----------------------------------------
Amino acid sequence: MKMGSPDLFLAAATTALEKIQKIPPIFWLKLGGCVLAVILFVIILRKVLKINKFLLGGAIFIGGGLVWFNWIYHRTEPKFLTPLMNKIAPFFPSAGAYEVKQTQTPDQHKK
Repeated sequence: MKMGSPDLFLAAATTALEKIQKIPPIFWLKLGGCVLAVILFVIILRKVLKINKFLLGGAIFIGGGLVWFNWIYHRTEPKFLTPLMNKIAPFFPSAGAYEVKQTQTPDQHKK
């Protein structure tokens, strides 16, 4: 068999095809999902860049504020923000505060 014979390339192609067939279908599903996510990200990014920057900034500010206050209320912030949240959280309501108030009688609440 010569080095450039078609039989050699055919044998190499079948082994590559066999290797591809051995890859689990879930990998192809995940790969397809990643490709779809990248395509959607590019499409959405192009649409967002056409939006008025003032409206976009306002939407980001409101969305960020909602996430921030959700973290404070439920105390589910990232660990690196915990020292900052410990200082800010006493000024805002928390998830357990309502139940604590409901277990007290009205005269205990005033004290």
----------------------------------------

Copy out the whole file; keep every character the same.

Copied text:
Amino acid sequence: MKMGSPDLFLAAATTALEKIQKIPPIFWLKLGGCVLAVILFVIILRKVLKINKFLLGGAIFIGGGLVWFNWIYHRTEPKFLTPLMNKIAPFFPSAGAYEVKQTQTPDQHKK
Repeated sequence: MKMGSPDLFLAAATTALEKIQKIPPIFWLKLGGCVLAVILFVIILRKVLKINKFLLGGAIFIGGGLVWFNWIYHRTEPKFLTPLMNKIAPFFPSAGAYEVKQTQTPDQHKK
């Protein structure tokens, strides 16, 4: 068999095809999902860049504020923000505060 014979390339192609067939279908599903996510990200990014920057900034500010206050209320912030949240959280309501108030009688609440 010569080095450039078609039989050699055919044998190499079948082994590559066999290797591809051995890859689990879930990998192809995940790969397809990643490709779809990248395509959607590019499409959405192009649409967002056409939006008025003032409206976009306002939407980001409101969305960020909602996430921030959700973290404070439920105390589910990232660990690196915990020292900052410990200082800010006493000024805002928390998830357990309502139940604590409901277990007290009205005269205990005033004290």